Today the GAO released a study wherein they looked at the ability of the IRS to track and then pay awards on monies that are collected by the Government relating to “FBAR” violations.  Recall that FBAR stands for the “Reports of Foreign Bank and Financial Accounts”  and it represents information and return reporting requirements and associated penalties for violations thereof under Title 31’s Bank Secrecy Act.  The law on whistleblower awards changed on February 9, 2018 in the Bipartisan Budget Act of 2018, Pub. L. 115-123, div. D, title II, §41108(a)-(c) Feb. 9, 2018, 132 Stat. 158, so that monies that are paid under those provisions can represent “proceeds” (as defined in section 7623(c)) under section 7623(b) if the whistleblower’s information made a substantial contribution to the collection of these amounts.  So if you have information about FBAR violations, you should consider reporting that to the IRS for an award.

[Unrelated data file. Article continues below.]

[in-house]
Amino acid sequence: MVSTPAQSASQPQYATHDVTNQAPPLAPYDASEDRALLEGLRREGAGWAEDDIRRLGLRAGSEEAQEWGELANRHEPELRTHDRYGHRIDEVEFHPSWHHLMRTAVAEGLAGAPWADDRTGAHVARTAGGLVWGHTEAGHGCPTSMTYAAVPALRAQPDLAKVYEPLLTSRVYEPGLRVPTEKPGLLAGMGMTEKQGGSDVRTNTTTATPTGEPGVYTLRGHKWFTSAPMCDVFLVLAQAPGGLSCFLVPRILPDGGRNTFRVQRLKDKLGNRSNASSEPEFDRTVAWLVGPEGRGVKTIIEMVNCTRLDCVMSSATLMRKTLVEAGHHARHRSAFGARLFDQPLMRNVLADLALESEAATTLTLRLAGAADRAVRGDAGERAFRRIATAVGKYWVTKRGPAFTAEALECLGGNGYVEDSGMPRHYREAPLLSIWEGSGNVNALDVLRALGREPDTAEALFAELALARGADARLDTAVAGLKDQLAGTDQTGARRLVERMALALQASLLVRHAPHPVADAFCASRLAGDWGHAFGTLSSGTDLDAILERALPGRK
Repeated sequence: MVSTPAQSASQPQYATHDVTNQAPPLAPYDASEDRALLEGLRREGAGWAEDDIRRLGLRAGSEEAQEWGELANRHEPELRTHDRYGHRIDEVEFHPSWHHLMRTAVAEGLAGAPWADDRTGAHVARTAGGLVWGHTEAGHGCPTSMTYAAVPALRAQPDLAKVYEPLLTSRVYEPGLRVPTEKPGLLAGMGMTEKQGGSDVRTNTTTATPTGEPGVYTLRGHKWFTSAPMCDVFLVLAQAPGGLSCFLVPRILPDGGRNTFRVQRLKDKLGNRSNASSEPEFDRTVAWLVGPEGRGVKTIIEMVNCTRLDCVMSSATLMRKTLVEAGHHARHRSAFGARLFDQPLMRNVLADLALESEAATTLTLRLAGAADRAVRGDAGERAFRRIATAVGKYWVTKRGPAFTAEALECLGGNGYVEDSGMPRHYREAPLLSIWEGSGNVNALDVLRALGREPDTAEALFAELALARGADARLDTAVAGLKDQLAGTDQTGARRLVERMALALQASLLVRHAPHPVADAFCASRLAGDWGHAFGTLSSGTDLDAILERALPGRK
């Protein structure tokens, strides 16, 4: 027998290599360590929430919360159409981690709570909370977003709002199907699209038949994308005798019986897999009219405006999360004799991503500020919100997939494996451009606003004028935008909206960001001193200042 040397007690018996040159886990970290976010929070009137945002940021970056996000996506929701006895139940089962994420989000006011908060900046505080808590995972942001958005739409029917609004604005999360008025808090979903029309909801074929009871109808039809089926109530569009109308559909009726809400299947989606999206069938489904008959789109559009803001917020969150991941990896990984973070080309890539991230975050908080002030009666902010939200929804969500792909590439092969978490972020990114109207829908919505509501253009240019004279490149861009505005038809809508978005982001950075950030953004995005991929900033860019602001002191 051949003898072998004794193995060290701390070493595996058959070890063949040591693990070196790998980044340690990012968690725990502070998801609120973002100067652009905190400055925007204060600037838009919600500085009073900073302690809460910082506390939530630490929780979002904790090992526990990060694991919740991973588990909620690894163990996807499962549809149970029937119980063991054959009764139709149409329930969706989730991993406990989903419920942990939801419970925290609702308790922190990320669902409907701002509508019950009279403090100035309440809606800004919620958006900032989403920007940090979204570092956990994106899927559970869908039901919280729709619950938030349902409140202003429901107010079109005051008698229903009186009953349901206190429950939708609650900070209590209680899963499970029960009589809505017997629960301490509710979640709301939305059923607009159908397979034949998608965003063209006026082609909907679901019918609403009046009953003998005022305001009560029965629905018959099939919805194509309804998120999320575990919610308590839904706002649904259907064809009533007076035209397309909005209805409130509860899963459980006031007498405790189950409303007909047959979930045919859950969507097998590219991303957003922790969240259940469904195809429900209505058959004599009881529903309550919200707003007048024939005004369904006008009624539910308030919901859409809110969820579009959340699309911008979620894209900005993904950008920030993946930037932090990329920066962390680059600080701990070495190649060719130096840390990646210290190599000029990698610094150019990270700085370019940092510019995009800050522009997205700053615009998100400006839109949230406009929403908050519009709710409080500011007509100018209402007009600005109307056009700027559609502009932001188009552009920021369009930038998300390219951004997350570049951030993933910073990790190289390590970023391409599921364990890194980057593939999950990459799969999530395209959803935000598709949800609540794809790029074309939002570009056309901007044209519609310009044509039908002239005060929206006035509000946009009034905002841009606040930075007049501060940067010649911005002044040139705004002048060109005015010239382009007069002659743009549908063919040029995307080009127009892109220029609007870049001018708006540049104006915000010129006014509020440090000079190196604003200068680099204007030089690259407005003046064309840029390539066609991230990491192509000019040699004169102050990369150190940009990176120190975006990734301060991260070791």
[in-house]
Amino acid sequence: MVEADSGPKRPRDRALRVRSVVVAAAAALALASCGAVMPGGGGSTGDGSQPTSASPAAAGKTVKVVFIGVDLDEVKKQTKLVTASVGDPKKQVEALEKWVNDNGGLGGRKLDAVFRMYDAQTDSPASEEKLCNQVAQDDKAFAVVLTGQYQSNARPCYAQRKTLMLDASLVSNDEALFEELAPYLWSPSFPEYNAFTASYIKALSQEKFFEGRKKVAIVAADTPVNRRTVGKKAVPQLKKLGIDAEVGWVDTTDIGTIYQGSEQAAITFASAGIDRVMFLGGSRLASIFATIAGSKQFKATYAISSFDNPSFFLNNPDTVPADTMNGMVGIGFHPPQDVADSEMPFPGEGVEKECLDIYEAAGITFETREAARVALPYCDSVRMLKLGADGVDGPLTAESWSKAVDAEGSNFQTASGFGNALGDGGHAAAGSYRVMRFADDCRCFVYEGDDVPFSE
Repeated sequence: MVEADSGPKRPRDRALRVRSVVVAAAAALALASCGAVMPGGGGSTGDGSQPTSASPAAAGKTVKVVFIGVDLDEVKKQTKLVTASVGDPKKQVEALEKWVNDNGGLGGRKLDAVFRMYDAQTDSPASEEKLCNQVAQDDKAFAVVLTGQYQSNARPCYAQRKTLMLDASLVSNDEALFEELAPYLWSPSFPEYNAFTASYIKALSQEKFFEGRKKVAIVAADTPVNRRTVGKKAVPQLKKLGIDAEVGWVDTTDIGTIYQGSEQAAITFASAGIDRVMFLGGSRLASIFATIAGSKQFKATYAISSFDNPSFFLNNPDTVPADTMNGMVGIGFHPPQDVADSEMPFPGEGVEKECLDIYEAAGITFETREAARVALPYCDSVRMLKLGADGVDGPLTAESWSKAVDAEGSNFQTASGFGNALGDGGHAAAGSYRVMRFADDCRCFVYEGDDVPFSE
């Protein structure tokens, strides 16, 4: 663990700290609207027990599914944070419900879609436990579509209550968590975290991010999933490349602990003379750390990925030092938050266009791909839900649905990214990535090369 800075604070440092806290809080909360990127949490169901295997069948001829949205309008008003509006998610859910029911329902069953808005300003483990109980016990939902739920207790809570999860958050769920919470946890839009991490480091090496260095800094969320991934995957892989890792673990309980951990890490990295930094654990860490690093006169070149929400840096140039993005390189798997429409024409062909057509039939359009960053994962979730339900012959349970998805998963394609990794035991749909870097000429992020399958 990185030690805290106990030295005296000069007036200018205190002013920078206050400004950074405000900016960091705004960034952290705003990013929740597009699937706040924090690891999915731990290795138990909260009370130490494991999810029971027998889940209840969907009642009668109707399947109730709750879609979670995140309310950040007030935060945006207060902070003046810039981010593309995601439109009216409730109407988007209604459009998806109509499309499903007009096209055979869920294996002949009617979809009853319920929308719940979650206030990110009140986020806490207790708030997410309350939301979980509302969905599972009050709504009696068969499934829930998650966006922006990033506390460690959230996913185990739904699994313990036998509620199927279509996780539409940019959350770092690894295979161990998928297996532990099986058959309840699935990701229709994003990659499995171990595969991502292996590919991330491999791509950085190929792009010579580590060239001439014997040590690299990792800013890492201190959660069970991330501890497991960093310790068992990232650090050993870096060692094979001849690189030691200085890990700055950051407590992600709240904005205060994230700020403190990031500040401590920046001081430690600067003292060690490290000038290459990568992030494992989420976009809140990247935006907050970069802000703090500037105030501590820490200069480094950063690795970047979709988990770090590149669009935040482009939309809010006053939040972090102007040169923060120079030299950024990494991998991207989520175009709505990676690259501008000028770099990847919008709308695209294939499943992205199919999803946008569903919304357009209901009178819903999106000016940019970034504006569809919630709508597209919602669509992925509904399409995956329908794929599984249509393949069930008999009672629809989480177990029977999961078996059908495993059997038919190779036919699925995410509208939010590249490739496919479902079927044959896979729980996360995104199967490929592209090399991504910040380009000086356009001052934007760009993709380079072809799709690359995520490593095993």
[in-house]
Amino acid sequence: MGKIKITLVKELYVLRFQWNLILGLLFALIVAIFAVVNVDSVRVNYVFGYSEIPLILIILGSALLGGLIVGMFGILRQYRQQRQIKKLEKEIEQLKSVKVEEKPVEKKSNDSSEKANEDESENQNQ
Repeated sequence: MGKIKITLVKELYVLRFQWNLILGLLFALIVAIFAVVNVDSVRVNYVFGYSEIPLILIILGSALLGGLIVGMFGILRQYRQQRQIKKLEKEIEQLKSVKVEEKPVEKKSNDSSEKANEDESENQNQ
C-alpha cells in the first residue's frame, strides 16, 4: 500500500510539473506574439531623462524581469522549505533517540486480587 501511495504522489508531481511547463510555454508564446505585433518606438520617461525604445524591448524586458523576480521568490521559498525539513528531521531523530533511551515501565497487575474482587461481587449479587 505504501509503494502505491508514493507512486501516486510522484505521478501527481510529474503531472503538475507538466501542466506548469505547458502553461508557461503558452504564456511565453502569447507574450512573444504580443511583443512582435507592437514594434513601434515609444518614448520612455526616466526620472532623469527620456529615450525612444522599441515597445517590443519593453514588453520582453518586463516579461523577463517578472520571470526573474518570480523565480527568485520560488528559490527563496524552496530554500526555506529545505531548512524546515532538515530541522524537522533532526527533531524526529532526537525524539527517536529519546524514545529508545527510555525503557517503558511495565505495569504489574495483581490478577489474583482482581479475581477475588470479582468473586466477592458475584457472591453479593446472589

But the GAO reports that things are not so easy in IRS-land.  The report itself is here:  Specifically, before the law changed the IRS did not even collect information from agents about whether or not monies were collected under Title 31 as a result of a whistleblower’s information.  So you may have to look in the IRS files to determine this, which means going through the administrative award determination procedure at best, or litigation with the IRS at worst.  We have done and are currently doing both of those things on behalf of our whistleblower clients.  Be prepared to do the same by getting representation early on in the process, preferably before filing anything so that your IRS filing properly documents your claim.